Nashville Businesses Begin Cleaning As Waters Recede
Posted September 22, 1999 7:00 a.m. EDT
NASHVILLE — In Nashville, buildings that were once under water are now clear, but it will take some time before things get back to normal.
The flood waters have receded from downtown Nashville. There is quite a bit of business activity there, but it is not the ringing of cash registers.
Last week, downtown Nashville in the western section was under five feet of water. Now, businesses are trying to recover.
McDonald's was soaked from the inside out, and Subway was submerged.
However, one week makes a lot of difference. Subway has opened again.
"When I first saw how much water was in there, I did not think I would open for at least two or three months," said business owner Thaer Hasan.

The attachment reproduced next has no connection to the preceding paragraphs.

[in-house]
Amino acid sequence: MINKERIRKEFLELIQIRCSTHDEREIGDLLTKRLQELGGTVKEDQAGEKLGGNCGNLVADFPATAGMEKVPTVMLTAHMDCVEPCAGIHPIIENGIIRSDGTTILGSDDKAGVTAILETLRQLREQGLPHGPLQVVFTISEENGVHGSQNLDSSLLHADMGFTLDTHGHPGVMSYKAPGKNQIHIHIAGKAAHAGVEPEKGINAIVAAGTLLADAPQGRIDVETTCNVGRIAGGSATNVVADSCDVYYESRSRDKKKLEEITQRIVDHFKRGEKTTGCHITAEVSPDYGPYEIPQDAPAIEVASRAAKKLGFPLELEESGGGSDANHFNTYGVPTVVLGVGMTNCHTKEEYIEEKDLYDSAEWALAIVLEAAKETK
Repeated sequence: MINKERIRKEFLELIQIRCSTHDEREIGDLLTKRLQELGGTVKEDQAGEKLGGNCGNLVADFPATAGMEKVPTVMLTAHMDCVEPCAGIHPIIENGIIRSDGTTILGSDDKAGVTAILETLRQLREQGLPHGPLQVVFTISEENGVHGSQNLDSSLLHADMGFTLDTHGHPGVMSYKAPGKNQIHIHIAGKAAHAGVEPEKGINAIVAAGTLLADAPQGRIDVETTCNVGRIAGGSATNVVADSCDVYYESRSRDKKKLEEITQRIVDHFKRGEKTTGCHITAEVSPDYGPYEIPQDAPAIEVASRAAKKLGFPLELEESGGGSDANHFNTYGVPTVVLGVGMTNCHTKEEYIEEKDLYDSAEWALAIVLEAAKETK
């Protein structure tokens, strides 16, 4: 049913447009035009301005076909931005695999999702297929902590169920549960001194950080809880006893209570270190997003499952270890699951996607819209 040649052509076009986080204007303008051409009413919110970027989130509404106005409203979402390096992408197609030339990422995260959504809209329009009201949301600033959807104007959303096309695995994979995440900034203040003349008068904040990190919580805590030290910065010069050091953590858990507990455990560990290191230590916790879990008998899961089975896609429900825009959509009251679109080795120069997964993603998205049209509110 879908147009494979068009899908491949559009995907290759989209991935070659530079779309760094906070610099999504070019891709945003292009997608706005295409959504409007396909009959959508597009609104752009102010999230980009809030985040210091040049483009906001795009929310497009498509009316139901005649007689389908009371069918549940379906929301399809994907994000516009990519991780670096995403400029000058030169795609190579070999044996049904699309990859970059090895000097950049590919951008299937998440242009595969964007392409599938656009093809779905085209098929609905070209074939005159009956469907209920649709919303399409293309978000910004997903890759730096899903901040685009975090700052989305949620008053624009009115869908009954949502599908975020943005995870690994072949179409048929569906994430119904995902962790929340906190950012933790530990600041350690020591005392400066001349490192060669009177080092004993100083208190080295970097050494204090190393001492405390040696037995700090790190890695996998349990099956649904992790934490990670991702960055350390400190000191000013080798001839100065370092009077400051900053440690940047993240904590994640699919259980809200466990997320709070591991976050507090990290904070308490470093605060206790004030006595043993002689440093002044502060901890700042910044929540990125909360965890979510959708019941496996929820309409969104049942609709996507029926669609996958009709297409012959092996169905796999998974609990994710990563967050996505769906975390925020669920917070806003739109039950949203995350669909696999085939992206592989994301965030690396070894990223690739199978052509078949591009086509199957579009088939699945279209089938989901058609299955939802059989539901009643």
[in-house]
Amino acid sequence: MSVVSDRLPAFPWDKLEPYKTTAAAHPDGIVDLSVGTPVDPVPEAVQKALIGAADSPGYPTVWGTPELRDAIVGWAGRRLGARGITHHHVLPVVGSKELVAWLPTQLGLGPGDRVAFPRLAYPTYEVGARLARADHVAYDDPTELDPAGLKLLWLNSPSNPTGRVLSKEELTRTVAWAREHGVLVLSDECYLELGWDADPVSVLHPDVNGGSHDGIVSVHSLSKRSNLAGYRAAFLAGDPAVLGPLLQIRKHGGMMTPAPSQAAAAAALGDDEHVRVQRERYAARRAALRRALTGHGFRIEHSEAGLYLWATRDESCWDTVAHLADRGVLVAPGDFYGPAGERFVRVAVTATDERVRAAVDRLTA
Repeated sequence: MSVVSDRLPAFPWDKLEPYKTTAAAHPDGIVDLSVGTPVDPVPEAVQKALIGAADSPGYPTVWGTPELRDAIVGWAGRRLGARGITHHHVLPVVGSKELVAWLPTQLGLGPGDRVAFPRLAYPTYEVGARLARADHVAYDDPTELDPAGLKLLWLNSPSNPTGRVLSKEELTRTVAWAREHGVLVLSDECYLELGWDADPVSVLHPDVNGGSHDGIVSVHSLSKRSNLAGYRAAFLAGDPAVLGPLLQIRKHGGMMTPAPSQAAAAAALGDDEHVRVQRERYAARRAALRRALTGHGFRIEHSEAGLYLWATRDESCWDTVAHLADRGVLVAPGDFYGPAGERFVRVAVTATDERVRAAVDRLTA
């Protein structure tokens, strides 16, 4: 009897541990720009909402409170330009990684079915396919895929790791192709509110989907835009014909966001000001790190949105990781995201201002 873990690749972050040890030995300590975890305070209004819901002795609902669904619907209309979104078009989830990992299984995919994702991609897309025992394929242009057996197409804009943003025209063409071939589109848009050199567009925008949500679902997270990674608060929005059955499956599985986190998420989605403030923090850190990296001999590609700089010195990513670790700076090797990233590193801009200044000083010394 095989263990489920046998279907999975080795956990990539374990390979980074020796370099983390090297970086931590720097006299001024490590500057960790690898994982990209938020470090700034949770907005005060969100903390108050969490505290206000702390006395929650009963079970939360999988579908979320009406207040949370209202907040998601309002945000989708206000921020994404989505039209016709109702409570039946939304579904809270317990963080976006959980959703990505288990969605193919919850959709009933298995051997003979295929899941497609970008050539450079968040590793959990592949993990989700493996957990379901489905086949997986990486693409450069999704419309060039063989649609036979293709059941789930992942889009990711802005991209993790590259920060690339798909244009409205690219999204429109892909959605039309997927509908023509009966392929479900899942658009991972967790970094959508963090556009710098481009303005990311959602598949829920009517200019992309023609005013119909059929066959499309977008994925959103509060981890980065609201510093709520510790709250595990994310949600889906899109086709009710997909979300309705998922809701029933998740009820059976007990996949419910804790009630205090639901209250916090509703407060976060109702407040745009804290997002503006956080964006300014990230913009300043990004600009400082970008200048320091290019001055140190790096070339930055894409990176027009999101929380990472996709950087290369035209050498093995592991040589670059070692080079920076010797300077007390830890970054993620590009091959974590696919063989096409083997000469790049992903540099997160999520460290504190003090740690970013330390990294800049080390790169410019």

Many business owners are gutting their walls and removing the insulation because they are saturated with contaminated water.
Hardee's is undergoing a massive reconstruction. The project supervisor said he had never seen damage like this before.
"Anything under the flood level is destroyed. It is contaminated, and you can't use it again. That is just all it is to it. We're starting from scratch. We're tearing down to the bare walls and replacing it with new," said supervisor David Beasley.
Beasley estimates that it will cost up to $300,000 to repair Hardee's.
The owner of Subway says Hurricane Floyd has cost his small business about $10,000.
"I hope we will make it up because we are one of the first stores open. Who knows, but we hope so," said Hasan.
That Subway has the 'OK' of health inspectors, but it does not have a building permit yet.
The town is still trying to figure out how they are going to enforce the building codes because they have never had an event like this.